“The threats in cyberspace are as bad as it’s ever been.”
Not exactly the most comforting words coming from Gen. Keith Alexander — the former director of the NSA who served under presidents George W. Bush and Barack Obama. Alexander, at PYMNTS’ Innovation Project 2016 last week at Harvard, gave a sobering reality check about the cybersecurity threats that could become an even scarier reality in the click of a button.
And we were pretty scared last year, at Innovation Project 2015, when Alexander first said that cyberattacks will get progressively worse before they get better. He spoke of how the U.S. as a whole, which includes the private and public sectors, both needed to reach across the aisle for the greater good of all businesses and citizens to tackle cybersecurity and information sharing – together and setting politics aside.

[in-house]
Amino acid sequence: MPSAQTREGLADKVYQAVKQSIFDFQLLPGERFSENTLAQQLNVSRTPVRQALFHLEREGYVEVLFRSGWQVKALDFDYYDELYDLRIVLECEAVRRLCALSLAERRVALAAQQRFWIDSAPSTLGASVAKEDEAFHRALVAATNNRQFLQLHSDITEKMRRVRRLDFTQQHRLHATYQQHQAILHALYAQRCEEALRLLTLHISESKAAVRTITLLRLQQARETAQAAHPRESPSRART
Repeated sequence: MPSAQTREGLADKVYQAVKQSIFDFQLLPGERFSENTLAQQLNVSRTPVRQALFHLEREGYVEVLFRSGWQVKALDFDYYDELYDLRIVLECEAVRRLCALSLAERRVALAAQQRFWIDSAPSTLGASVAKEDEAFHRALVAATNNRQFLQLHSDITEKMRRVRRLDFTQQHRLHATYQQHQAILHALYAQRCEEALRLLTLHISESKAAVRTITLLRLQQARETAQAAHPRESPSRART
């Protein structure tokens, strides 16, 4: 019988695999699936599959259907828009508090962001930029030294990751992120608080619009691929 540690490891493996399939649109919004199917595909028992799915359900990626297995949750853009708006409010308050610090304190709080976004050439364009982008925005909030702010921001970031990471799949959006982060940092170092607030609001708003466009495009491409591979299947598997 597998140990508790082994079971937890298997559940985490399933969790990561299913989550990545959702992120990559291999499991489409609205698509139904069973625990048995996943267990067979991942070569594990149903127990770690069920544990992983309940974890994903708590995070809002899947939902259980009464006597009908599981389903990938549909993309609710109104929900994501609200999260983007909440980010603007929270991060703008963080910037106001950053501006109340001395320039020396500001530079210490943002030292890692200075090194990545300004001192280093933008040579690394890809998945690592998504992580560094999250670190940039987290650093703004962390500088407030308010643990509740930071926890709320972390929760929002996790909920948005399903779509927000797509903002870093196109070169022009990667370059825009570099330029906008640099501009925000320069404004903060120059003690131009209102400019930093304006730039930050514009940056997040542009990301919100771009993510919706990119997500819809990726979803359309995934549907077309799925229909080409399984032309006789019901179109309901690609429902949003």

“We aren’t where we need to be today,” Alexander said in March 2015. “Nobody is meeting the standard. If even the best companies are making mistakes, we are not in the right place. … If nobody can pass the standard, we have to come up with a way to make cybersecurity more successful. If everybody is doing everything and getting nothing then we are in the wrong place.”
One year later, in March 2016?
“We are way behind,” Alexander told the crowd of innovators. “We have to up our game.”
Alexander’s comments are as timely as ever, with new data released this week, following a White House audit, showing that the U.S. government suffered from 77,000 cyber incidents in fiscal year 2015, which represents a 10 percent spike over the prior year.
The retired four-star general lays the blame at the feet of the public and private sectors who haven’t worked diligently enough to create and implement a unified strategy. And because no one can truly keep up with the pace at which innovation across all sectors is occurring, securing those innovations is a challenge.
“It is amazing to see what’s going on in this area,” Alexander said. “Next year when you’re here, half of the technology will be outdated. It’s moving that fast. It’s doubling every two years,” he added.
And we can thank innovators and new technologies for that.